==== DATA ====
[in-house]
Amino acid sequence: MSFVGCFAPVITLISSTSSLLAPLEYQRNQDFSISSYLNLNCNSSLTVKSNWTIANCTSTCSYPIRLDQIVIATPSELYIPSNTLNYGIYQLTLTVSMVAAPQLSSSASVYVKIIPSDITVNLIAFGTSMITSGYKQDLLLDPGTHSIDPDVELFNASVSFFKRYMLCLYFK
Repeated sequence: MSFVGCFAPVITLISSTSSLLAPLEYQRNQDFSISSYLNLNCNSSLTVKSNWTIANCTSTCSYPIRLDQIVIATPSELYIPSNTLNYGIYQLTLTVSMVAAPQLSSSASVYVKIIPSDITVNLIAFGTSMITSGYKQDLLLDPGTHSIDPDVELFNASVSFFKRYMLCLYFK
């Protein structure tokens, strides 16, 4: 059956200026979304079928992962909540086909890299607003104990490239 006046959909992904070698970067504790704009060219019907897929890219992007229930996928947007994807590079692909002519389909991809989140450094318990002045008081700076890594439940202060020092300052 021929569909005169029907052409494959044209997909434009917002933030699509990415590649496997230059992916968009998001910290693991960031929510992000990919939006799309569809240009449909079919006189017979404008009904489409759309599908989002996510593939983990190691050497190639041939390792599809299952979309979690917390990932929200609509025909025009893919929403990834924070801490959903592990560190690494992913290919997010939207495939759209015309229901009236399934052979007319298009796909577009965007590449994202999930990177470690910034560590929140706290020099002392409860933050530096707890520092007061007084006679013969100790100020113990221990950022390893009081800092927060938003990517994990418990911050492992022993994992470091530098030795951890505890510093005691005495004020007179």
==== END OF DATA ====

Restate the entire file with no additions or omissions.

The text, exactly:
[in-house]
Amino acid sequence: MSFVGCFAPVITLISSTSSLLAPLEYQRNQDFSISSYLNLNCNSSLTVKSNWTIANCTSTCSYPIRLDQIVIATPSELYIPSNTLNYGIYQLTLTVSMVAAPQLSSSASVYVKIIPSDITVNLIAFGTSMITSGYKQDLLLDPGTHSIDPDVELFNASVSFFKRYMLCLYFK
Repeated sequence: MSFVGCFAPVITLISSTSSLLAPLEYQRNQDFSISSYLNLNCNSSLTVKSNWTIANCTSTCSYPIRLDQIVIATPSELYIPSNTLNYGIYQLTLTVSMVAAPQLSSSASVYVKIIPSDITVNLIAFGTSMITSGYKQDLLLDPGTHSIDPDVELFNASVSFFKRYMLCLYFK
């Protein structure tokens, strides 16, 4: 059956200026979304079928992962909540086909890299607003104990490239 006046959909992904070698970067504790704009060219019907897929890219992007229930996928947007994807590079692909002519389909991809989140450094318990002045008081700076890594439940202060020092300052 021929569909005169029907052409494959044209997909434009917002933030699509990415590649496997230059992916968009998001910290693991960031929510992000990919939006799309569809240009449909079919006189017979404008009904489409759309599908989002996510593939983990190691050497190639041939390792599809299952979309979690917390990932929200609509025909025009893919929403990834924070801490959903592990560190690494992913290919997010939207495939759209015309229901009236399934052979007319298009796909577009965007590449994202999930990177470690910034560590929140706290020099002392409860933050530096707890520092007061007084006679013969100790100020113990221990950022390893009081800092927060938003990517994990418990911050492992022993994992470091530098030795951890505890510093005691005495004020007179």